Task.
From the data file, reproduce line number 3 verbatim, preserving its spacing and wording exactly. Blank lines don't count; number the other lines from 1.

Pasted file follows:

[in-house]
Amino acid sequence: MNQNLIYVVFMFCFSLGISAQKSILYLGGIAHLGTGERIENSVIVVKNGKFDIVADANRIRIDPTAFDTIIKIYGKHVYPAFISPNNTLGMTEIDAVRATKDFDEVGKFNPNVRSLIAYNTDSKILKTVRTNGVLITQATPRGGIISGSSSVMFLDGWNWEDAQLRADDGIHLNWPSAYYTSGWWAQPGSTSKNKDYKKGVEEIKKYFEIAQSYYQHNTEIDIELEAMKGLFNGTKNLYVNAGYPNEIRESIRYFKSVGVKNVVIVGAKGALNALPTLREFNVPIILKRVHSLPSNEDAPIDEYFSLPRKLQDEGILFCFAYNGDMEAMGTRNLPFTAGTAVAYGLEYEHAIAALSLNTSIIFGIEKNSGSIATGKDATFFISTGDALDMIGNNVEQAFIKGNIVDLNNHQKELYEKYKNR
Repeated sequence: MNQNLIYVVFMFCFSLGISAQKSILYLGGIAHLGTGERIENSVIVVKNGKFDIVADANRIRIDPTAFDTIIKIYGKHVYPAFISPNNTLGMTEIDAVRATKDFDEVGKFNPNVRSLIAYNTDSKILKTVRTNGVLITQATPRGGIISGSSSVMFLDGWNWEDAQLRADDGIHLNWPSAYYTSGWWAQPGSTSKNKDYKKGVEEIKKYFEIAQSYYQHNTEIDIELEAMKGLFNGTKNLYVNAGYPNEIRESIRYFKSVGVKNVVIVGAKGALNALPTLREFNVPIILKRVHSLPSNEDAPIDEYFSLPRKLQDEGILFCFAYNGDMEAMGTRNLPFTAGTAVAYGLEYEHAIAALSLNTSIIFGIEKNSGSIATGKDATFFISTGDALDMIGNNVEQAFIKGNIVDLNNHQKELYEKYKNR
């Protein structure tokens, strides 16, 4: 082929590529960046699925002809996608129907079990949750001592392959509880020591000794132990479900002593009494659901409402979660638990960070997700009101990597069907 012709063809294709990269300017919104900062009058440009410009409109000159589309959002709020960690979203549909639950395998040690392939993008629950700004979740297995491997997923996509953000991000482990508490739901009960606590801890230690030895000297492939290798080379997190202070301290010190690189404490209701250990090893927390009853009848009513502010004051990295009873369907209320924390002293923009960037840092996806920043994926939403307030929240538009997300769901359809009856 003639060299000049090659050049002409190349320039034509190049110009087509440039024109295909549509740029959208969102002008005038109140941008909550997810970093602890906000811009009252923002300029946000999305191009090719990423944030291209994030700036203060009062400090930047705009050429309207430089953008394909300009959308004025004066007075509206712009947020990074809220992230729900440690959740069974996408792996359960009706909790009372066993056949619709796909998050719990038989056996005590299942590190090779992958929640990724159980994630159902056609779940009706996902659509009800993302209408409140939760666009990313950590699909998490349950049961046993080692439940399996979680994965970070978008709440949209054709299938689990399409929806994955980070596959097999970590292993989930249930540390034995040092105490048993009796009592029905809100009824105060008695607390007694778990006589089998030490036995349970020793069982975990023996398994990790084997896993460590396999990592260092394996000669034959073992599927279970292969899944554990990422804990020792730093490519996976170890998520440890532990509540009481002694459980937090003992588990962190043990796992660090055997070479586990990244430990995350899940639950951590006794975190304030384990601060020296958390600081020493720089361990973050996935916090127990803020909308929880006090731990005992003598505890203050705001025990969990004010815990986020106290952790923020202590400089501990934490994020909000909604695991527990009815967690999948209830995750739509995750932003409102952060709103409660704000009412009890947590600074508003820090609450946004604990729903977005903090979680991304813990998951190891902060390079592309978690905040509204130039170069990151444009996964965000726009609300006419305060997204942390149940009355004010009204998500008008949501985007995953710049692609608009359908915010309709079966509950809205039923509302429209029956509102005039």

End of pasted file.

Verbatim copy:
Repeated sequence: MNQNLIYVVFMFCFSLGISAQKSILYLGGIAHLGTGERIENSVIVVKNGKFDIVADANRIRIDPTAFDTIIKIYGKHVYPAFISPNNTLGMTEIDAVRATKDFDEVGKFNPNVRSLIAYNTDSKILKTVRTNGVLITQATPRGGIISGSSSVMFLDGWNWEDAQLRADDGIHLNWPSAYYTSGWWAQPGSTSKNKDYKKGVEEIKKYFEIAQSYYQHNTEIDIELEAMKGLFNGTKNLYVNAGYPNEIRESIRYFKSVGVKNVVIVGAKGALNALPTLREFNVPIILKRVHSLPSNEDAPIDEYFSLPRKLQDEGILFCFAYNGDMEAMGTRNLPFTAGTAVAYGLEYEHAIAALSLNTSIIFGIEKNSGSIATGKDATFFISTGDALDMIGNNVEQAFIKGNIVDLNNHQKELYEKYKNR